The Newspaper of the San Francisco Bay Chapter
March - April 2007
California's global warming law - now the hard work begins
In 2006 California enacted landmark legislation to cap our state's emissions of global-warming pollution - the first such law in the United States. The Global Warming Solutions Act, AB 32, authored by Assembly Speaker Fabian Núñez and then-Assemblymember Fran Pavley, has garnered justifiable praise around the country and even overseas as a demonstration of California's willingness to fill the leadership vacuum left by the Bush administration on global warming.
Now the hard work begins - the long and difficult process of implementing policies to bring California's greenhouse gas emissions down to their 1990 level by 2020. The legislature has set this goal, and has wisely assigned the state's Air Resources Board to make it happen. The ARB, the nation's premier guardian of air quality, now takes on the additional challenge of addressing global warming. Industry lobbyists are already flocking to the workshops and seminars on the topic, hoping to shape the eventual rules to benefit their narrow interests.
The ARB's first task, perhaps as early as its April meeting, is to publish a list of "early action measures", regulations that could be put in place before 2010 to start bringing down greenhouse pollution. ARB staff have indicated their inclination to put forward only two such measures: the Low-Carbon Fuels Standard announced by the governor in a January executive order, and restrictions on hydrofluorocarbon refrigerants with their high global-warming potential. The Low-Carbon Fuels Standard will require a 10% reduction in the carbon intensity of transportation fuels by 2020, stimulating deployment of alternatives to gasoline.
Environmental groups, including Sierra Club California, urge a bolder approach with additional early measures to reduce emissions from passenger vehicles, heavy-duty vehicles, cement factories, landfills, and marine vessels.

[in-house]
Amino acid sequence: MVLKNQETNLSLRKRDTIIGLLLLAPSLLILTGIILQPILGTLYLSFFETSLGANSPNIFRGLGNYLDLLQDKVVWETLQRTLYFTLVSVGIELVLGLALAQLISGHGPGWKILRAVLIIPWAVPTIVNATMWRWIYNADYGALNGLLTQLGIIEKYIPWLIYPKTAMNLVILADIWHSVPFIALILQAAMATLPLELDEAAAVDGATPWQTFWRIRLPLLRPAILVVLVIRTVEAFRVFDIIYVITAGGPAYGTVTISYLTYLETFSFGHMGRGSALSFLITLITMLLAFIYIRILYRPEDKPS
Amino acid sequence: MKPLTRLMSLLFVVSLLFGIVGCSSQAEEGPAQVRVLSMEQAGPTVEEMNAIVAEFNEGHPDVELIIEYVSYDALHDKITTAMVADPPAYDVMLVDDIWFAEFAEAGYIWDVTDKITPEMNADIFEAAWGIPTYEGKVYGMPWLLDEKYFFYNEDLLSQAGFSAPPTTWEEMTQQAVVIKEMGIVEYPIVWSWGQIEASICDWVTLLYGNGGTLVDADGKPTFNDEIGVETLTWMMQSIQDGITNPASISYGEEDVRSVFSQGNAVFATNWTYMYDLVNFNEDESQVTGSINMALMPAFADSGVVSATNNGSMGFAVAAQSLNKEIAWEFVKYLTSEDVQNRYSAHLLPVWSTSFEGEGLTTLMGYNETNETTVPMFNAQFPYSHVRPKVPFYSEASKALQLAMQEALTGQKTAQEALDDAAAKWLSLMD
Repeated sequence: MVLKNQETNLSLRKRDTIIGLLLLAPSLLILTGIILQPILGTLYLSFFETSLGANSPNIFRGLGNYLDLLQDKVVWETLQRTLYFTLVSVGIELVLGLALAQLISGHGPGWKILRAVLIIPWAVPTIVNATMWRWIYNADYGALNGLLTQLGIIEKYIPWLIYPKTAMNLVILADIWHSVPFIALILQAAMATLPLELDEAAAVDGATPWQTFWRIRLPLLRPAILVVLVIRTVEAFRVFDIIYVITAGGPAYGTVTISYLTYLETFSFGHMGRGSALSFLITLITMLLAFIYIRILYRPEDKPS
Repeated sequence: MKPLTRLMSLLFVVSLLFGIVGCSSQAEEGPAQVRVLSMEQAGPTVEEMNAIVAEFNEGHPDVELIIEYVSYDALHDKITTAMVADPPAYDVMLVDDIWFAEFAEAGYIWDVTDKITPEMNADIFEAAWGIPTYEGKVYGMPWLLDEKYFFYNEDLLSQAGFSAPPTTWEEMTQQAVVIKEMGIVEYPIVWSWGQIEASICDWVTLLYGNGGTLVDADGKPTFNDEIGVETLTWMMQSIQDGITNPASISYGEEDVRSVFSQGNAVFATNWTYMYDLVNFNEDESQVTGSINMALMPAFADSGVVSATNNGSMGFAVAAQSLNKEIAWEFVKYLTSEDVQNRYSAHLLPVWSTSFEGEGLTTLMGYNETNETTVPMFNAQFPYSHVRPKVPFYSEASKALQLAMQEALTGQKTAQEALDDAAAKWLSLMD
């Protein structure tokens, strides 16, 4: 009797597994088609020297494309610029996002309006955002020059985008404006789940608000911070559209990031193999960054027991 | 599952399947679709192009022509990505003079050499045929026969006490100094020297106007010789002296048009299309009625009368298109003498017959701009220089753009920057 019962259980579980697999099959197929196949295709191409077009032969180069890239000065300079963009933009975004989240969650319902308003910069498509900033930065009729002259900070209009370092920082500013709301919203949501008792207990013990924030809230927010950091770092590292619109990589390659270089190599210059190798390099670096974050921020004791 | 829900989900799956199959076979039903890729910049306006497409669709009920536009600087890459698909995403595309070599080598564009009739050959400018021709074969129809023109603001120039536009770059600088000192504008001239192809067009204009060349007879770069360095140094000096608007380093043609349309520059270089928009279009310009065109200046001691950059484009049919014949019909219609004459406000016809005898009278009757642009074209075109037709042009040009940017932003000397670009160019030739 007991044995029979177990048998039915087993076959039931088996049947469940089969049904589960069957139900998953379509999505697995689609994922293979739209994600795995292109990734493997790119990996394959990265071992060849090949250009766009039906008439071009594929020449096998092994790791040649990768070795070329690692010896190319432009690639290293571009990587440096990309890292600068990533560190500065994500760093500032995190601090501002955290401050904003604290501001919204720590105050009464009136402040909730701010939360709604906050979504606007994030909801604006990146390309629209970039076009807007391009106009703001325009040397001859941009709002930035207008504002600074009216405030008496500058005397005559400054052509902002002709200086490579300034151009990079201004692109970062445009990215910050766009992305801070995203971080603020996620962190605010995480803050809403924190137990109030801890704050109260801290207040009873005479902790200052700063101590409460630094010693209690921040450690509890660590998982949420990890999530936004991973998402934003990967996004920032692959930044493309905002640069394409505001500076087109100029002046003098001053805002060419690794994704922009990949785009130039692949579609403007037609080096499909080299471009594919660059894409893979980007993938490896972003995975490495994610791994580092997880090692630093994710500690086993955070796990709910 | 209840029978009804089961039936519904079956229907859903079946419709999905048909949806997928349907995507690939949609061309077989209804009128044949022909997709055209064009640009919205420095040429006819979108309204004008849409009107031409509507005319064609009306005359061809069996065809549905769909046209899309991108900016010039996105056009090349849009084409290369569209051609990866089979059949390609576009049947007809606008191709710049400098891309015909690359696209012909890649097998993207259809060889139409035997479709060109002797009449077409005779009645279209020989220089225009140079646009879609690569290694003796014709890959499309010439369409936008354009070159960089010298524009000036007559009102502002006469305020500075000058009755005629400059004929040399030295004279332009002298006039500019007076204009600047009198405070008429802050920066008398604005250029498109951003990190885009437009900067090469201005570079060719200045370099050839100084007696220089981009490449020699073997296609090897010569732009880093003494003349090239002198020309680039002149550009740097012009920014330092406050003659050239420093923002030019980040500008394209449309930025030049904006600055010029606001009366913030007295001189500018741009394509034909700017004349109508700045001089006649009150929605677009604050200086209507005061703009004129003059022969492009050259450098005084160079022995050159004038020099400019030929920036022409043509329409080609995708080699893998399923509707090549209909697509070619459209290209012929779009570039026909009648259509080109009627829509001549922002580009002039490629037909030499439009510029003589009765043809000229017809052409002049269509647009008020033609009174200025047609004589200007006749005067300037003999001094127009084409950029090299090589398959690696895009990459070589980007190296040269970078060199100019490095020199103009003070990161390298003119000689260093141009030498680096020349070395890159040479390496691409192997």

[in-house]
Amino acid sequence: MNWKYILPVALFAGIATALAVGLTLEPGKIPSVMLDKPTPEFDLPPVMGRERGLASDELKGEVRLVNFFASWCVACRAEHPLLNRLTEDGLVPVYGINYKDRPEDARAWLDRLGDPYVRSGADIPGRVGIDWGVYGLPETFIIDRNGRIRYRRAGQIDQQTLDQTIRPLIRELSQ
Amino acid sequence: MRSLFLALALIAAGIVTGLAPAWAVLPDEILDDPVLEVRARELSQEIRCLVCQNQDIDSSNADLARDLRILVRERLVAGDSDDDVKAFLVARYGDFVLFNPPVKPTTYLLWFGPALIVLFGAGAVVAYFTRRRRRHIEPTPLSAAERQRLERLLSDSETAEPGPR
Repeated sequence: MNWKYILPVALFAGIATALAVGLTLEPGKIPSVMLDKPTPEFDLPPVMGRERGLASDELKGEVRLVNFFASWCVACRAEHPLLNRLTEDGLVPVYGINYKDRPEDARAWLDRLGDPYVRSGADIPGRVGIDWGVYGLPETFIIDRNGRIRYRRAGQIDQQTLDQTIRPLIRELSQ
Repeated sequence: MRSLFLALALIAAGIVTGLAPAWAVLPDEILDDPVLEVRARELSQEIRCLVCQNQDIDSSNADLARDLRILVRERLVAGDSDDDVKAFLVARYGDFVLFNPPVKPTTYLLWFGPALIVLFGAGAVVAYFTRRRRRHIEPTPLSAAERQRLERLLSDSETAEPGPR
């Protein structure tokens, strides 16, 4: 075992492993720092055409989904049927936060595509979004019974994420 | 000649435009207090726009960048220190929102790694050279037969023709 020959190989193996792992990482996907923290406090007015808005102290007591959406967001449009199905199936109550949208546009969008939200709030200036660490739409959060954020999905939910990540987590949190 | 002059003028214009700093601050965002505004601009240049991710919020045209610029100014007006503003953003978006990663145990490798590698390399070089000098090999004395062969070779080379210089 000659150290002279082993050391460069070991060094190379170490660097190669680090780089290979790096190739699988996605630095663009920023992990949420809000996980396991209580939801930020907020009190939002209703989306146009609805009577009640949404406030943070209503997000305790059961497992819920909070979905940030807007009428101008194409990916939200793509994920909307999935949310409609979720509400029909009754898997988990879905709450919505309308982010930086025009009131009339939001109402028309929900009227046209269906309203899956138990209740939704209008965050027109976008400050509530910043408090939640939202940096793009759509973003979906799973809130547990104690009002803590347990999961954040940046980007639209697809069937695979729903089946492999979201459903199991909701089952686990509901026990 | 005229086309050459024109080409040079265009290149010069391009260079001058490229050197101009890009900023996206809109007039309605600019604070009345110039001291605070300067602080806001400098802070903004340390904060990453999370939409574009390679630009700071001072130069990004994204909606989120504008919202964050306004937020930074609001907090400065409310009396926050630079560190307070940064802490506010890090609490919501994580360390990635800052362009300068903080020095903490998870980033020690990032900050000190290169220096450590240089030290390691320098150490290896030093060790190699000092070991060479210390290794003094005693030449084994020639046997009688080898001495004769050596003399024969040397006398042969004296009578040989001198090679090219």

The ARB is also determining the "baseline" level of emissions from 1990, and establishing a system for large emitters of greenhouse pollution to report their emissions. Advisory committees have been chartered on environmental justice, markets, and technology.
Key questions remain. How many emission reductions will come from technology standards and incentive programs, and how many from market mechanisms? Will the market mechanisms include a "cap-and-trade" program, as Gov. Schwarzenegger has ordered? If so, will polluters be given permits to emit greenhouse gases, or will they have to buy them? Technology-based standards have a far better record of success than pollution-trading schemes, especially when the right to emit is granted to polluters for free.
This implementation process will be a high priority for Sierra Club California this year and for years to come.
At this last site, in particular, see the fascinating set of fact sheets on "Stopping Our Addiction to Oil", which discuss how we can reduce our use of petroleum products in the transportation sector, moving to cleaner alternative fuels and more efficient vehicles.
© 2007 San Francisco Sierra Club Yodeler
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